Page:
By Tais A. Ruiz Palacios, PR Coordinator 2020-2021
Joining Model United Nations, or MUN, has been one of the best decisions I have made in my life, one I never regretted. The thrill of a new session, the intrigue you feel when learning about a different country than my own, the bonding with my fellow team-members, and the great people you get to meet during the conferences. However, looking back to four years ago, back when I took part of my first training session and my first conference, I wish younger-me would have known certain details that 1) would have made my life much easier and, 2) would have made me join so much faster!!!
1. No one is a “prodigy”: we all started out as complete, and utterly lost “newbies”
In my first conference, I remember being discouraged by the many older and more-knowledgeable people, to the point I was reticent to talk in fear of getting my words mixed up and embarrassing myself. Yet, I swallowed my pride and participated, telling myself that if I had enough practice, maybe I could someday be as good as the “power delegates” were. When it was my turn to draft parts of the resolution (which I barely knew how to do), I put all of my effort into it, but still made some mistakes. And when it came to voting, I was so confused I almost ended up voting for the wrong resolution! I thought I did so badly for my first conference, and was just ready for it to be over and go home.
However, instead of remarks about how much I needed to learn or how much of a newbie I was, I received words of encouragement and praise for my efforts. Sure, I got some tips as to how to make my performance better, but the MUN community was so supportive that it did not feel like scathing critiques, but like kind words of advice. Over time, I got more and more confident in my abilities, and (as I like to think) I became one of the good, experienced delegates that I looked up to. Now, whenever I see a new face in TEIMUN Society, or at one of our conferences, I fondly remember how I used to be and think: “It’s okay, we’ve all been there and I’m sure you’re going to do great things”.
So, for anyone who is afraid of making mistakes, or of speaking out: we’ve all been there at some point!
2. It does wonders for your social life
A lot of people looked at me weirdly when I explained that I would voluntarily get up early to go to conferences, and dedicate one afternoon for training “for such a nerdy activity” that robbed me of my time to hang out with friends. In reality, MUN gave me some of the best friendships I have ever had, and since joining my social life has had a boost!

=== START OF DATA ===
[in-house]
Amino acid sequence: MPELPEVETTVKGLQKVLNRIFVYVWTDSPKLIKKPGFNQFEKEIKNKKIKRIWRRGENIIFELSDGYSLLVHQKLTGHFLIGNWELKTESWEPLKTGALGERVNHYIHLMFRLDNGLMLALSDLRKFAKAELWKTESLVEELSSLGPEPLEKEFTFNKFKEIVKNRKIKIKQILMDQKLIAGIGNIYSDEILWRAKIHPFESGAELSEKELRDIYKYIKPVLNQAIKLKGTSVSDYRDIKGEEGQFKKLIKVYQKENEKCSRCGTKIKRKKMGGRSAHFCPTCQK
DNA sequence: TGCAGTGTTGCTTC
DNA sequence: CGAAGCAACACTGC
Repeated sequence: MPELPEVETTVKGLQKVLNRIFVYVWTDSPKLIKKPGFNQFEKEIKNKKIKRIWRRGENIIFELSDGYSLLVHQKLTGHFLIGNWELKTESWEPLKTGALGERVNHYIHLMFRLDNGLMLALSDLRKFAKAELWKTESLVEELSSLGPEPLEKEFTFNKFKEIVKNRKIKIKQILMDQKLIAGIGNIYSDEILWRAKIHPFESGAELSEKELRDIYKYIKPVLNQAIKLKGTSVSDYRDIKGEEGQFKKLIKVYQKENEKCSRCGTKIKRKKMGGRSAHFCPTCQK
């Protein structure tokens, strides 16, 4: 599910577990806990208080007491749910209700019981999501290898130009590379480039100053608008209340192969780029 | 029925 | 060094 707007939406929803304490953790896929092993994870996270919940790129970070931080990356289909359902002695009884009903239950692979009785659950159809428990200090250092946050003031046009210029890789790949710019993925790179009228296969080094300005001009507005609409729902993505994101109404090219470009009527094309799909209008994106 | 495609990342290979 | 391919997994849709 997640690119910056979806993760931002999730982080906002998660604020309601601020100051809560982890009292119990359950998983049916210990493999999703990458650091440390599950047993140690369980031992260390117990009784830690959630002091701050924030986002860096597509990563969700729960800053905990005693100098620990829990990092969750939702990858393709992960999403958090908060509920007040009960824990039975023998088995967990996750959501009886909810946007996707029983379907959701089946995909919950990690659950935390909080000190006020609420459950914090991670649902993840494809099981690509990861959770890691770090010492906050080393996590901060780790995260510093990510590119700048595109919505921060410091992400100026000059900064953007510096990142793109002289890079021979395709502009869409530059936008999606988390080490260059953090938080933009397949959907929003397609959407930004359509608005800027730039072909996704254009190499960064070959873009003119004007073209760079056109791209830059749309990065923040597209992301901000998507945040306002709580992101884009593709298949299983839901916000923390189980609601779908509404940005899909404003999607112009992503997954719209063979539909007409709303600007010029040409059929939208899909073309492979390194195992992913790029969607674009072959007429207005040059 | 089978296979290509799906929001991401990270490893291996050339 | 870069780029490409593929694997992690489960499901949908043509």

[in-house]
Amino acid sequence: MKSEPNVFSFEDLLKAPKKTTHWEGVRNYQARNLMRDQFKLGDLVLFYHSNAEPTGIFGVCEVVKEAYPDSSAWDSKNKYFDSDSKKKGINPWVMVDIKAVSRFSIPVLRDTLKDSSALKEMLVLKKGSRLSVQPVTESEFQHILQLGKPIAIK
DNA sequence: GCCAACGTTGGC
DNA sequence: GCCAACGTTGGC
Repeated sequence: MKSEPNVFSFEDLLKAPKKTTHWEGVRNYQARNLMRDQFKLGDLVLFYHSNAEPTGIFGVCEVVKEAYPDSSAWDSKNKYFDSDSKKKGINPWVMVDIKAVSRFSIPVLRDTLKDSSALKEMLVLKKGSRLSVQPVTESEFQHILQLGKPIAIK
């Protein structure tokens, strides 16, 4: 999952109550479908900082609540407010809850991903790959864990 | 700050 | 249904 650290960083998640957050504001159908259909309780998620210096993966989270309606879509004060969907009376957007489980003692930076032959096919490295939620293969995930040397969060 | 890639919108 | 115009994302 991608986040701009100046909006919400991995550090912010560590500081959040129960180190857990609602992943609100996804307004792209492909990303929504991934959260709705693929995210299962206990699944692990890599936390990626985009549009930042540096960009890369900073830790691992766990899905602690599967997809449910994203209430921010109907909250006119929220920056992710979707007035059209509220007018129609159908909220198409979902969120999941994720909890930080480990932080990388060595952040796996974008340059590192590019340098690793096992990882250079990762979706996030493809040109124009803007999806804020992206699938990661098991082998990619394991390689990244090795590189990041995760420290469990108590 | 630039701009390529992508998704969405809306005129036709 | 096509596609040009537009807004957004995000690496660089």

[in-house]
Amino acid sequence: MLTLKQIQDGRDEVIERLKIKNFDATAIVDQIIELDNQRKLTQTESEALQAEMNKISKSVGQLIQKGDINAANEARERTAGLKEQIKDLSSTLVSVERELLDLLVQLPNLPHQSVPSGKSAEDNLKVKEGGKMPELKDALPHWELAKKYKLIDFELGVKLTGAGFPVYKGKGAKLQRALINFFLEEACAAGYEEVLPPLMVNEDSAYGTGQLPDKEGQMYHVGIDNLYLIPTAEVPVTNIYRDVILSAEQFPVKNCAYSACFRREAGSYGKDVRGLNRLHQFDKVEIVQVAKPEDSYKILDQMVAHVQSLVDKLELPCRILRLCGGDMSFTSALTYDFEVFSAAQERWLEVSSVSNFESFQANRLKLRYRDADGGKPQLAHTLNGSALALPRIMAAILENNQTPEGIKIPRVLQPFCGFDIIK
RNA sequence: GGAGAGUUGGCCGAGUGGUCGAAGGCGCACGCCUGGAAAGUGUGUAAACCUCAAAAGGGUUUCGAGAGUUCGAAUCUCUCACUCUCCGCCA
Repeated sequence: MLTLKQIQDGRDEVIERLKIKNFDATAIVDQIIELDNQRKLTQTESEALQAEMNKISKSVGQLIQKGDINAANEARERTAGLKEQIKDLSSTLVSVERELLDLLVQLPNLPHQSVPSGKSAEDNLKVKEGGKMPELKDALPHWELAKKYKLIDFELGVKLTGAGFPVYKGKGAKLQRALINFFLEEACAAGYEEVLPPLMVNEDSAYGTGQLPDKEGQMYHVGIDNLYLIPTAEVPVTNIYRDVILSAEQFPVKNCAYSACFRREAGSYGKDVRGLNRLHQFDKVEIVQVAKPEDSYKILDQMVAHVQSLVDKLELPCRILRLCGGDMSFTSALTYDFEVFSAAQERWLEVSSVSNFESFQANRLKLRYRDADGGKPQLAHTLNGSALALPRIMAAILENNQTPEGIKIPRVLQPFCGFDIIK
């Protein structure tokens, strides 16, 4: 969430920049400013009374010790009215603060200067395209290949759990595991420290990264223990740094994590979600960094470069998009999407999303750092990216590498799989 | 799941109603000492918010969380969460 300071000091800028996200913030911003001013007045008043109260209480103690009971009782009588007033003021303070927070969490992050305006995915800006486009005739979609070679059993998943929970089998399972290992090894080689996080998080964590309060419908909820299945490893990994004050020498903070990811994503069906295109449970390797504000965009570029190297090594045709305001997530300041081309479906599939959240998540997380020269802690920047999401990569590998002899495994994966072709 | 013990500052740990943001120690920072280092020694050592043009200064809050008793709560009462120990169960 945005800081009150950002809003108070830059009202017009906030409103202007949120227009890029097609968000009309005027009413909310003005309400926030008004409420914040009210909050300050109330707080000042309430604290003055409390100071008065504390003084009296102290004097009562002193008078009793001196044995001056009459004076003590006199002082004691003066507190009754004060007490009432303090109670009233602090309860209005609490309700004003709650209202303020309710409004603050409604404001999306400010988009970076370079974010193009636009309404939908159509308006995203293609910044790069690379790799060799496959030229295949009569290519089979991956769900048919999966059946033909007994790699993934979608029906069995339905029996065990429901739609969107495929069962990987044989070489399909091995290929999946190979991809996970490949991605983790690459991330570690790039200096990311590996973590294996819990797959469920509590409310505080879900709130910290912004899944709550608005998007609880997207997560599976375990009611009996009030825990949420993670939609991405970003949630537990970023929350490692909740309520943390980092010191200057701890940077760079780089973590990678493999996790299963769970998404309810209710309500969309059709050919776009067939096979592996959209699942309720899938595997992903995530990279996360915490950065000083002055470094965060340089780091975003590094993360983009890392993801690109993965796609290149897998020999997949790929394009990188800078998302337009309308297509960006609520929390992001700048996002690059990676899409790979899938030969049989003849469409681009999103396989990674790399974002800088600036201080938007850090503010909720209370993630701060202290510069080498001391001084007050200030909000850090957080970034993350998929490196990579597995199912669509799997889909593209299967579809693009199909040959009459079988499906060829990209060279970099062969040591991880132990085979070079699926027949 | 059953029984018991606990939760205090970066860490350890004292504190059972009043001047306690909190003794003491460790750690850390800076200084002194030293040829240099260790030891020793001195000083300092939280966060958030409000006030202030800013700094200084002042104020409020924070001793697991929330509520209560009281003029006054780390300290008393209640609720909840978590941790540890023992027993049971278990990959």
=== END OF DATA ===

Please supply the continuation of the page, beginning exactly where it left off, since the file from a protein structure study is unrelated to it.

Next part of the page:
Not only do you meet like-minded people, but usually MUNs are not confined to a single faculty, a single school, or even to a single country! For example, in our flagship conference TEIMUN receives people from all over the world who is just as interested in international issues as you might be. TEIMUN Society also provides a great ground for meeting people from the University of Groningen, and even some internationals! While COVID-19 may have put a stop in many of our travel plans, it will not do so forever. Most MUN teams, such as TEIMUN Society, travel to different conferences throughout Europe, and even the world. Thus, without even noticing you might get to know people from all around the world. After 4 years of experience, I know people from countries from almost every continent (with the exception of the poles, of course). What a fun and creative way to continue building a network of friends and colleagues, am I right?
3. “There are only people from law, international relations and humanities…” is completely false!
Yes, I have to admit that MUN mostly attracts people from fields such as law, international relations, history, economy… BUT that does not mean that other faculties do not participate at all! After all, as mentioned in this post, MUN gives you the perfect opportunity to engage in political discourse, share your opinion about important subject-matters, and develop various soft skills that will help you in any career path you may choose to follow. From negotiation in the councils, to the academic writing you need to write a Draft Resolution, to the ability of multi-tasking and time management, all of these will definitely be useful at some point or another.
I have met biology students, engineering students, arts students, etc. who not only have participated as delegates in MUNs, but that have also won awards, chaired and even organised international conferences. Fun fact, the current Secretary General of the United Nations, António Guterres, studied physics and electrical engineering! Discussions about international politics (and even politics in general) and innovative proposals for world issues is not reserved to a particular group of people, and neither is participating in an MUN conference! Are you still worried you might not know anyone at a conference? Convince your friends to sign up with you through our Buddy System! This will allow you to, as far as it is possible to do so, be in the same committee as your friend, which might make you more comfortable and less hesitant to participate.
I could go on and on about different tips and pieces of information to make your “MUN start” smoother, but the main one is to just dive in and enjoy the ride. Like with most things, experience is the best teacher. But don’t take my word for it: join our conferences, and see for yourself the magical experience that is an MUN conference, and enjoy!